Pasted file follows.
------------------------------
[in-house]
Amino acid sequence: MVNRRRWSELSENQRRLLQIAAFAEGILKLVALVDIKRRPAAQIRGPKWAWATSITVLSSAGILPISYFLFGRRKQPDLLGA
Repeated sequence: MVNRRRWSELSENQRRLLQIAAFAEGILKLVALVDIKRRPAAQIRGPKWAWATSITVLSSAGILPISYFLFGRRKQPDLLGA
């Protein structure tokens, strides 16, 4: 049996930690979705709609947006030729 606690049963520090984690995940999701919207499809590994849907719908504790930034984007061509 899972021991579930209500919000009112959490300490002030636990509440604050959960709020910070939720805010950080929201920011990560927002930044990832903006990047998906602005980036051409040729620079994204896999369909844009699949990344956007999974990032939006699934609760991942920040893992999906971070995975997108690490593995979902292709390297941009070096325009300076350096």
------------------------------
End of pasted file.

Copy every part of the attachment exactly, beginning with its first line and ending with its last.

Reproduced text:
[in-house]
Amino acid sequence: MVNRRRWSELSENQRRLLQIAAFAEGILKLVALVDIKRRPAAQIRGPKWAWATSITVLSSAGILPISYFLFGRRKQPDLLGA
Repeated sequence: MVNRRRWSELSENQRRLLQIAAFAEGILKLVALVDIKRRPAAQIRGPKWAWATSITVLSSAGILPISYFLFGRRKQPDLLGA
């Protein structure tokens, strides 16, 4: 049996930690979705709609947006030729 606690049963520090984690995940999701919207499809590994849907719908504790930034984007061509 899972021991579930209500919000009112959490300490002030636990509440604050959960709020910070939720805010950080929201920011990560927002930044990832903006990047998906602005980036051409040729620079994204896999369909844009699949990344956007999974990032939006699934609760991942920040893992999906971070995975997108690490593995979902292709390297941009070096325009300076350096």